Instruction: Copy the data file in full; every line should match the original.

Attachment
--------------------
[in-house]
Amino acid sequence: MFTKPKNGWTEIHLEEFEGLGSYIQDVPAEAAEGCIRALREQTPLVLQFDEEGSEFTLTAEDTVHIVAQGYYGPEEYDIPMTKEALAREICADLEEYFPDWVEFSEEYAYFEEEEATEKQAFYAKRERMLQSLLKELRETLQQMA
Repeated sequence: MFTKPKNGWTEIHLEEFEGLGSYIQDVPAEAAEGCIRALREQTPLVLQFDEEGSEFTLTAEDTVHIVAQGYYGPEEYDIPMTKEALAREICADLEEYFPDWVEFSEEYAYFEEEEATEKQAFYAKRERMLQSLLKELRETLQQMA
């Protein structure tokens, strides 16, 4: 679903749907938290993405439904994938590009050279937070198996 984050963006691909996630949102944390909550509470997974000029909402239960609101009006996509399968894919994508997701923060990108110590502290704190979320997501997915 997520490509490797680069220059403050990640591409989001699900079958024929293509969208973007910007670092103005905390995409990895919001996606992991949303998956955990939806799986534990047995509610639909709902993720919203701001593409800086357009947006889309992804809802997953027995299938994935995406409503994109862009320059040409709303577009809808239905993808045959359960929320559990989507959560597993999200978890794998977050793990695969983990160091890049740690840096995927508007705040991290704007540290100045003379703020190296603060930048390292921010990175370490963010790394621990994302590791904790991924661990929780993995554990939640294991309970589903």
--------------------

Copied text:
[in-house]
Amino acid sequence: MFTKPKNGWTEIHLEEFEGLGSYIQDVPAEAAEGCIRALREQTPLVLQFDEEGSEFTLTAEDTVHIVAQGYYGPEEYDIPMTKEALAREICADLEEYFPDWVEFSEEYAYFEEEEATEKQAFYAKRERMLQSLLKELRETLQQMA
Repeated sequence: MFTKPKNGWTEIHLEEFEGLGSYIQDVPAEAAEGCIRALREQTPLVLQFDEEGSEFTLTAEDTVHIVAQGYYGPEEYDIPMTKEALAREICADLEEYFPDWVEFSEEYAYFEEEEATEKQAFYAKRERMLQSLLKELRETLQQMA
């Protein structure tokens, strides 16, 4: 679903749907938290993405439904994938590009050279937070198996 984050963006691909996630949102944390909550509470997974000029909402239960609101009006996509399968894919994508997701923060990108110590502290704190979320997501997915 997520490509490797680069220059403050990640591409989001699900079958024929293509969208973007910007670092103005905390995409990895919001996606992991949303998956955990939806799986534990047995509610639909709902993720919203701001593409800086357009947006889309992804809802997953027995299938994935995406409503994109862009320059040409709303577009809808239905993808045959359960929320559990989507959560597993999200978890794998977050793990695969983990160091890049740690840096995927508007705040991290704007540290100045003379703020190296603060930048390292921010990175370490963010790394621990994302590791904790991924661990929780993995554990939640294991309970589903």